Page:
“We have a Boomerang Bags group (that) has started who are working on plastic bags and a local cafe is starting an Emergency Mug Wall… we will gradually work our way through doing something about all single-use plastic items.”


Boomerang Bags Blackheath have announced that on Monday, 6th November, with the help of numerous, wonderful, local volunteers they will be launching with 500 Boomerang Bags.

# Ian Dalkin – Say No To Plastic Straws – When The Big Fix approached local businesses to see if they’d agree to help Blackheath phase out plastic straws, one common remark was that men rarely use straws… it’s mostly women and children. This triggered an idea that local artist and designer Ian Dalkin developed into a cartoon. It has since become the basis of the Blackheath Gets Real Campaign… if real men don’t need straws, then real women and real children don’t need them either… so let’s all collaborate to Get Real About Plastic Pollution by SAYING NO! to plastic straws.

Turtle Straw Nose

Olive Ridley Sea Turtle with straw up its nostrilSource: TKK

The above meme was obviously created to promote the banning of plastic straws. But what of the story behind the photo?[1]

Texas A&M University’s Christine Figgener and her research team were doing an in-water genetic study research trip in Costa Rica when they came across a male Olive Ridley sea turtle with something protruding from its left nostril. Their initial thinking was that they were looking at a parasitic worm.

After a short debate about what they should do they decided it needed to be removed. The only tool available on their small boat was a small pair of pliers on a Swiss army knife. The decision to remove it was based on:

  1. They were on the ocean
  2. They were in in a developing country a few hours away from the coast
  3. On reaching the coast they would still be several hours away from any vet (probably days from any vet specialised in reptiles, not to mention sea turtles) and an x-ray machine.
  4. They would have incurred a penalty (up to time in gaol) by removing the turtle from its area since it was beyond their research permits.

While trying to remove it they cut a small piece off to investigate it further and discovered that what they were really looking at was a plastic straw!

Below is the video of the removal of the offending plastic straw.

*********** WARNING: An expletive or two may be heard! *********

As it shows in the video the plastic straw ended up being about 10cm long and he obviously did not enjoy the procedure. There was quite a bit of blood flowing from his nostril but hopefully he can breath more freely now.

Most likely the turtle ate the straw and then regurgitated it where it ended up in the nasopharyngeal duct and poking out the nasal cavity. In sea turtles the nasopharyngeal duct connects the palate (roof of the mouth) to the nasal cavity.

This video is a great example as to why plastic trash is detrimental to marine life and why plastic straws, specifically, are one of the most superfluous items made out of plastic. Especially if they end up in our oceans.


The Plastic Pollution Coalition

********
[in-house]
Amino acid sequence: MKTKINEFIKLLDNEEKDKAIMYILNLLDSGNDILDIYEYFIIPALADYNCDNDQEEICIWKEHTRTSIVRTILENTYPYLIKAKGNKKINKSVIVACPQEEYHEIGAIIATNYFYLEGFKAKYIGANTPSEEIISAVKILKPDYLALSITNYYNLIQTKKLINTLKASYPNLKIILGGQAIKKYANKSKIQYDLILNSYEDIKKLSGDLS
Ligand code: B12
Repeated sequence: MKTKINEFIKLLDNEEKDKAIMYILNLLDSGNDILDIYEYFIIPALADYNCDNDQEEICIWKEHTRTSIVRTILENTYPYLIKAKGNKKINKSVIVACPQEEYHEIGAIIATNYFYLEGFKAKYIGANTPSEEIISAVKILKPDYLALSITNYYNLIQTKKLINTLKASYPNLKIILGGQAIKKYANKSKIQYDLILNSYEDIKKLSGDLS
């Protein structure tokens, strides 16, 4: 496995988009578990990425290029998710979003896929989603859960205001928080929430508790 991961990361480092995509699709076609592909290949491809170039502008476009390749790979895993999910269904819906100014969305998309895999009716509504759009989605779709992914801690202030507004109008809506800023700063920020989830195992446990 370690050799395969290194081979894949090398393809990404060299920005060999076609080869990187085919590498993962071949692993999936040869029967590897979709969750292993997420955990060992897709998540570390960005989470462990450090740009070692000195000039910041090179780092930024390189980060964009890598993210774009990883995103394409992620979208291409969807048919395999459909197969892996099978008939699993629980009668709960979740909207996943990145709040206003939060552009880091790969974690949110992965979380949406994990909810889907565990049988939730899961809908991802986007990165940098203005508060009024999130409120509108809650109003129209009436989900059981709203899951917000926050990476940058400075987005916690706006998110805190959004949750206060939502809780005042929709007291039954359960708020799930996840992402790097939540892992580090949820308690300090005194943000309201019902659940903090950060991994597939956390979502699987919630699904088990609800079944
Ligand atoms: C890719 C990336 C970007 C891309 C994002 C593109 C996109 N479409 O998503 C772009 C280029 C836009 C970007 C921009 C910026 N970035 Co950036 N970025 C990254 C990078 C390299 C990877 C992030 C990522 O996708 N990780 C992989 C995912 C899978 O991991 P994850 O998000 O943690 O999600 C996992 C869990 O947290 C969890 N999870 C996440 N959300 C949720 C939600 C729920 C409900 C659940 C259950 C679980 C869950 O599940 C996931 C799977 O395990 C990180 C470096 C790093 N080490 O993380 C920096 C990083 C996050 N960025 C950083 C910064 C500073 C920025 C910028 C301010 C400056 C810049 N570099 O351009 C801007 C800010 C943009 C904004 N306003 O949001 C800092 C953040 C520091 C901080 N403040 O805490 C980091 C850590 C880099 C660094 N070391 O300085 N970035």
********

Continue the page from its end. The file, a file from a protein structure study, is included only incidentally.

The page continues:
The Plastic Pollution Coalition[2] (PPC) was founded in 2009 and its mission is to stop plastic pollution and its toxic impact on humans, animals and the environment as well as to amplify a common message through strategic planning and communication.

With over 500 member organisations and a growing coalition of individuals the PPC seek to increase understanding of the plastic pollution problem and to find sustainable solutions. They aim to empower more people and organisations to take action to stop plastic pollution and to live plastic-free.

The PPC in collaboration with the Texas A&M University’s Christine Figgener and her research team have launched a no straw campaign called “The Last Plastic Straw”.

The Last Plastic Straw

According to The Last Plastic Straw Campaign;[3] "Over 500,000,000 plastic straws are used each day in the United States alone. In only the past twenty years, people have come to expect plastic straws in every drink, in an example of extreme waste being generated for minimal convenience. These short-lived tools are usually dropped into a garbage can with no further thought, instantly becoming a source of plastic pollution."

"The Last Plastic Straw strives to educate the public about the absurdity of single use plastic, its effects on our health, our environment, and our oceans."

They are also promoting a grassroots campaign to encourage all individuals to push for change in bars, restaurants and take-away stores protocol and practices in their local communities around the world.

In Australia there is a similar campaign called “The Last Straw[4] which was founded by Eva Mckinley. Eva’s idea was conceived while she was working in a busy cafe in Hobart, Tasmania where she estimated that 20,000 plastic straws are used each year in that cafe alone. The Last Straw won an award at the Tasmanian Young Achievers Awards[5] in its first year.

The popular tourist town of Blackheath, in the Blue Mountains of NSW, became the world’s first town where all the shopfront businesses agreed to phase out plastic straws. With the town using 40,000 straws per month the 30 local businesses, including cafe owners, the servo, grocers, pubs, takeaway shop and deli, decided it was the most environmentally responsible solution to the problem.

This needs to be more than a trend. This must become an intentional and permanent move for everyone around the world to say “No” to plastic straws. Every time you order a drink politely request “No straw, thanks.” and also encourage your friends and family to do the same.

[1] The “photo is actually a screen grab from the video of the removal of the offending plastic straw.
[2] The Plastic Pollution Coalition –
[3] The Last Plastic Straw –
[4] The Last Straw – https://last
[5] Tasmanian Young Achievers Awards –